But for the sake of argument, I’ll assume he really does believe the Apple TV is “pointless,” and I’ll boil down his argument into what I see as his three main points, paraphrased by me.

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It’s never too late for SharePlay

Twice now I’ve seen the sentiment that SharePlay might not make much sense in the near future, since COVID Is Over™.

Federico Viticci on MacStories:

SharePlay is neat but can feel already dated now that more countries are rolling out vaccinations and returning to a semi-regular social life.

Victoria Song on Gizmodo:

Listen, this would’ve been great at the height of the pandemic, but it’s still useful to watch videos and listen to music with your buds on a FaceTime call.

As though now that pandemic restrictions are lifting, everybody’s going to come over and watch movies with me? I don’t know about you but my friends have kids and lives and aren’t going to schlep across town on a Tuesday night just to watch a movie with me, much less a single episode of a TV show — let alone several friends! (Is this a brutal self-own? Do people really just have hoards of friends swinging by all the time?)

And doesn’t anybody have friends in, like, other cities?

I use Plex regularly to watch things with friends remotely, and it’s a flawed experience. Hulu and others started rolling their own “watch together” solutions that frequently required watching from a browser and other hassles. That SharePlay will be a system-wide API that streaming services can tap into is huge, pandemic or not.

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“Spatial Audio” and “Dynamic Head Tracking” are two separate things

Ever since Apple brought “Spatial Audio with Dynamic Head Tracking” (emphasis mine) to the AirPods Pro, there has been a lot of conflation between these two distinct features. Recently two Apple experts talked about this with regard to Apple TV. It’s often assumed that Spatial Audio is not possible on Apple TV, because the Apple TV doesn’t have a U1 chip, but this is due to a misunderstanding of what Spatial Audio is.

Spatial Audio mimics having the multiple speakers of a surround sound system by running a 5.1, 7.1, or Atmos audio source through some algorithms to create a binaural audio effect. This is similar to using ear-shaped microphones to capture sound so that when played back on standard headphones, the audio sounds like it’s coming from different directions. Also known as “holophonic sound,” Disney did this at Epcot with an attraction called “Soundsations”:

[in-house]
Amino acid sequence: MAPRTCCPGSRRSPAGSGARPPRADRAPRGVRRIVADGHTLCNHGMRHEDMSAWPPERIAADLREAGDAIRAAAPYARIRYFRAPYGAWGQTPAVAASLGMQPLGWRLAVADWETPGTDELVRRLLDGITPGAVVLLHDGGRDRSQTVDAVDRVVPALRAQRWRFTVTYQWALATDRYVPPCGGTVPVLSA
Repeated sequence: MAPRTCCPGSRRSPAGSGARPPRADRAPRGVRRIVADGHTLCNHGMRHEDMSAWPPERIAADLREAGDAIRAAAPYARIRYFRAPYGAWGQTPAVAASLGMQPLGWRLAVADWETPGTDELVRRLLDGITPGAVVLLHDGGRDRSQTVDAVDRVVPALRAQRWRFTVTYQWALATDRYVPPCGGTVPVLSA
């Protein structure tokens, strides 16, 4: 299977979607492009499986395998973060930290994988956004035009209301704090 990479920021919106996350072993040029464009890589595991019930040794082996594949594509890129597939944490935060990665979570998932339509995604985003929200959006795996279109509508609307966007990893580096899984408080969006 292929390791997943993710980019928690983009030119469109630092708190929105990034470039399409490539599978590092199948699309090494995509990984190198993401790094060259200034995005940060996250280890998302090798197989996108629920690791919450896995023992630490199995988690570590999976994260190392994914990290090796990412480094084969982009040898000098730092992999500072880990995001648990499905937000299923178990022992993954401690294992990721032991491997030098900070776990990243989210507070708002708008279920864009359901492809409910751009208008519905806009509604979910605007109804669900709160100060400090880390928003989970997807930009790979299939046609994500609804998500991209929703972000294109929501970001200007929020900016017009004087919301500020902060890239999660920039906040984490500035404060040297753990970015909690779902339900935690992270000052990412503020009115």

This is separate from Dynamic Head Tracking, which is what most people seem to think Spatial Audio is. Dynamic Head Tracking is what makes it sound like the audio is coming from the device that is playing the video, even as you turn your head.

Just as it would be possible to have Dynamic Head Tracking without Spatial Audio — basically a flat stereo sound that remained “stationary” while you moved your head — it would be possible to have Spatial Audio without Dynamic Head Tracking.

In fact, for accessibility reasons, you can turn off Dynamic Head Tracking while leaving Spatial Audio on:

By default, spatial audio makes it sound like the audio is coming from your iPhone, even when your head moves. You can change this behavior so that the audio sounds like it’s following your head movement.

What this means is that there seems to be no technological reason that existing Apple TVs couldn’t do Spatial Audio, or that if there is, it’s because they’re not powerful enough to process the surround sound data through the necessary algorithms, which seems unlikely.

Honestly, I don’t know why Apple TV doesn’t support Spatial Audio, but it’s not the lack of a U1 chip.

And as long as I’m talking about Spatial Audio with Dynamic Head Tracking, I’m a bit surprised that things like Apple Fitness+ and Apple Arcade don’t feature them.

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Apple’s celebrity worship mangles their “Time to Walk” Fitness+ feature

The Apple Watch can be a great motivator for fitness. Closing rings and the hourly stand reminders can be just enough to nudge you into getting off of your ass once in a while, and that’s great. Since watchOS 4, there’s even been an end-of-day reminder to close your rings if you haven’t already:

If needed, toward the end of the day, they’ll be told exactly how long they should walk to close their Activity Rings before the day is over.

This notification will say something like, “You’re so close to closing your Move ring. A brisk, 11-minute walk should do it.” (Often, to many people’s chagrin, this will happen at 10:45 PM while it’s raining outside.)

What’s nice about this is that walking doesn’t seem as miserable as maintaining a 160 BPM heart rate while a Peloton trainer screams at you. It’s inviting! Why not take a walk around the block? The habit of daily walking is probably easier and more beneficial for most people than doing 20 minutes on a treadmill once a month.

I was excited when the reports of Apple Watch’s upcoming “Time to Walk” Fitness+ feature started circulating, and that they’d feature audio content. Cool! I need an excuse to listen to more podcasts anyway.